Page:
TEA News Release
November 20, 2009
AUSTIN – The State Board of Education today gave preliminary approval to revisions to two high school graduation plans to bring them in line with the Recommended High School Program.
This spring, the Texas Legislature eliminated some specific course requirements students must complete for the Recommended High School Program (RHSP), which is the graduation plan followed by most Texas public school students.
Legislators eliminated the requirement that students take a one-semester health class, a one-year technology applications class and reduced the amount of physical education classes high school students must take by one semester. By doing so, students are given more flexibility to take elective courses. Students who entered ninth grade in the 2007-2008 school year and beyond are still required to earn four credits each of math, science, English and social studies.
Because students sometimes transfer between graduation plans, the board took preliminary action to align the 22-credit Minimum High School Program and the 26-credit Distinguished Achievement Program (DAP) with the 26-credit Recommended Program.
These changes include:
• Eliminating the requirement that students take a health class;
• Eliminating the requirement that students take a technology applications class;
• Reducing the number of physical education credits required from 1.5 to one credit;
• Increasing the number of elective credits to 7.5 for the minimum plan and 4.5 for the DAP.
In addition, under all three graduation programs, students will be allowed to earn up to four credits for athletics. Team sports and individual sports will be replaced with four new courses.
Board members also added courses that may be taken for math, science, fine arts and speech credit. A Career and Technical Education class called Professional Communications could now be taken for speech credit under this proposal.
The board approved three courses that students will be able to take for math credit under the Minimum High School Program and the Recommended High School Program. Those are: Mathematical Applications in Agriculture, Food and Natural Resources; Engineering Mathematics; and Statistics and Risk Management. Students will be able to take Engineering Mathematics and Statistics for Risk Management under the DAP.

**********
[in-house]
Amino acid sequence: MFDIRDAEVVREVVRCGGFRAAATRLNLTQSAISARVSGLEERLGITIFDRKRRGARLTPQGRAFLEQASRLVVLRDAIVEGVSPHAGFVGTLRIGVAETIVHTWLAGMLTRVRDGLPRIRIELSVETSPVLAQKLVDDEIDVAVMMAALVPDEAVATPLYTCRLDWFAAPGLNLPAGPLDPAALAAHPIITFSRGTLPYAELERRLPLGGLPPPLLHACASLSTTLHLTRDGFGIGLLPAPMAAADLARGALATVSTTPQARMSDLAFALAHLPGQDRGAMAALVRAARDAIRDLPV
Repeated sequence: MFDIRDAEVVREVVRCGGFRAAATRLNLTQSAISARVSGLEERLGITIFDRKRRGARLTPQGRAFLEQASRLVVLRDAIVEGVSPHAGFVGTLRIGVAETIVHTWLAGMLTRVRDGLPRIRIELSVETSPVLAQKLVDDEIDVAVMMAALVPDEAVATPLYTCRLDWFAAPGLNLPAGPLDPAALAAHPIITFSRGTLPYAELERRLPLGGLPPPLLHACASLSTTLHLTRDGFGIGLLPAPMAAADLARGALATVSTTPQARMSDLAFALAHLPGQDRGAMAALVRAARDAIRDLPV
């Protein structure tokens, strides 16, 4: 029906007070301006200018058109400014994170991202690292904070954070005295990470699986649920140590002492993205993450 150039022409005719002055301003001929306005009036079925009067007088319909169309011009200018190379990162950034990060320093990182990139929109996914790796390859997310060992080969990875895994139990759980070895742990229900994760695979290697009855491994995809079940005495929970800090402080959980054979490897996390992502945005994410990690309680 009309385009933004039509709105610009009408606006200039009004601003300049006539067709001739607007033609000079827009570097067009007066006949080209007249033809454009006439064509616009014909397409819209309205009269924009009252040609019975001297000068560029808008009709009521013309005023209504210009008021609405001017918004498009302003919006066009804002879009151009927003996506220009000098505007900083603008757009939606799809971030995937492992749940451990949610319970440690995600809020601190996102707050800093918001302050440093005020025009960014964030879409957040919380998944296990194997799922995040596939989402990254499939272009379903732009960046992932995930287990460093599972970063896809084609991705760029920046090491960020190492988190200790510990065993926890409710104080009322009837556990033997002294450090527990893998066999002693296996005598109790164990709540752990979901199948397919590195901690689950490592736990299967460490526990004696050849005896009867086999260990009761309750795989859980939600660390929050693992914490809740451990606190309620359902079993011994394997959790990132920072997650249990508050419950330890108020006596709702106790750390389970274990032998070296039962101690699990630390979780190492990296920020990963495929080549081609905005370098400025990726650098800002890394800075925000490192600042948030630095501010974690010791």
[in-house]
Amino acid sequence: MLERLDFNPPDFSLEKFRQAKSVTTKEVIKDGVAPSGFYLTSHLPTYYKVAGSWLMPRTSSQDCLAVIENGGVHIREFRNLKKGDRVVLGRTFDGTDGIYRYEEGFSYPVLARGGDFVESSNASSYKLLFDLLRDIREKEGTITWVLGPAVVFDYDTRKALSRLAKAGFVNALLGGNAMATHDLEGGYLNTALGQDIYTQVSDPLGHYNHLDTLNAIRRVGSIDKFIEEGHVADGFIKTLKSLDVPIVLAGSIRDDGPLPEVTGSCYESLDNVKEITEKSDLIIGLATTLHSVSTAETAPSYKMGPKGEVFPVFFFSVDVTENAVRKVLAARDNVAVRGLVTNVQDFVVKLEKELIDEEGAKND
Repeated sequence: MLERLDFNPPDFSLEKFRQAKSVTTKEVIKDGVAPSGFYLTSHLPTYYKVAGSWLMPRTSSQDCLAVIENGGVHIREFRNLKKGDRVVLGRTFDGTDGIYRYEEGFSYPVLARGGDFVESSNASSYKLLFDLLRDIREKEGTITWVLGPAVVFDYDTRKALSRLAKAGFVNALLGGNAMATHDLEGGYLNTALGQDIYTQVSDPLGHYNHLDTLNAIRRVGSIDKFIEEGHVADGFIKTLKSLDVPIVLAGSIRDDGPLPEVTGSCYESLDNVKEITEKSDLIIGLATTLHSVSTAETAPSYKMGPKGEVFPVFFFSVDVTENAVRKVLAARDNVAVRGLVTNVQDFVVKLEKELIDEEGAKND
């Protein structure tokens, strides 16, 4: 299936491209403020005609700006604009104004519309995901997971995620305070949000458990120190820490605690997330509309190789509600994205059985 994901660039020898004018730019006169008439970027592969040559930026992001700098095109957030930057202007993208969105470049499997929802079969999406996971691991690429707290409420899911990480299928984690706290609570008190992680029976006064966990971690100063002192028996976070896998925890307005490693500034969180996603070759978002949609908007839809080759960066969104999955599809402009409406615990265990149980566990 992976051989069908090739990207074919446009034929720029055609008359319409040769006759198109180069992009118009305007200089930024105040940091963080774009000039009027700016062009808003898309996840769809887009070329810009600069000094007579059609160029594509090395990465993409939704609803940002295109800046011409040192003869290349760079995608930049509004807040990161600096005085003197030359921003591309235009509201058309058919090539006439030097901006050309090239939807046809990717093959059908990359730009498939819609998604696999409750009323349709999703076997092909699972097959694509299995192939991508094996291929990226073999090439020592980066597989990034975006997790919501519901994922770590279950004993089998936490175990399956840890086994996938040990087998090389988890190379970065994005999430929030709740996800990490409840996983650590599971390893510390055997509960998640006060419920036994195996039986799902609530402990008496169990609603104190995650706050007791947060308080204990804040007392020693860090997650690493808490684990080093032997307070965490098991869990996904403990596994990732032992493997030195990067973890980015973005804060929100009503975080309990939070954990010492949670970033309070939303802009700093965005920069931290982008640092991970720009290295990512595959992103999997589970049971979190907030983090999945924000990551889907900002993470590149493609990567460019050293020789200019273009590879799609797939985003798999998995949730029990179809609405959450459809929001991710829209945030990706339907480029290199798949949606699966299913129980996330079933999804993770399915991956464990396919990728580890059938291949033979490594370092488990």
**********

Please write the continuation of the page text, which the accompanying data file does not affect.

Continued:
Additional classes will also be available for science credit. Students following the Recommended and DAP programs could receive science credit for classes such as Engineering Design and Problem Solving, Advanced Biotechnology, Advanced Animal Science, Advanced Plant and Soil Science and Food Science.
To comply with new legislative requirements, the board also added a fine arts credit to the Minimum plan.
All of these changes are subject to review and final approval at the Jan. 13-15 board meeting.
The board, which already had one of the most stringent ethics policies in state government, also revised ethics policies that govern board members and those bidding for work with the board or contracting with the board. Board members are now required to annually report all businesses in which they hold a substantial interest. This will provide transparency in determining whether any potential conflicts of interest exist.
The board also revised a disclosure requirement to bring it into alignment with the rules of the Texas Ethics Commission. The rule now requires those doing business with the board to disclose if they have spent more than $250 during the preceding four years on a board member. Previously, the board’s rule had a $50 disclosure requirement, which caused a disparity with Ethics Commission requirements.
The board adopted new English language arts and reading materials, which will make 2,200 new products available for use in Texas classrooms next fall. The state expects to spend about $465 million on these materials over the next year. The board refused to purchase a statewide license offered by one publisher.
Because the value of the Permanent School Fund has rebounded to almost $22 billion, the board voted to transfer $60.7 million to the Available School Fund, which provides funds to public schools. Earlier this year, it appeared unlikely that funds would be available for this transfer because of the downturn in the market.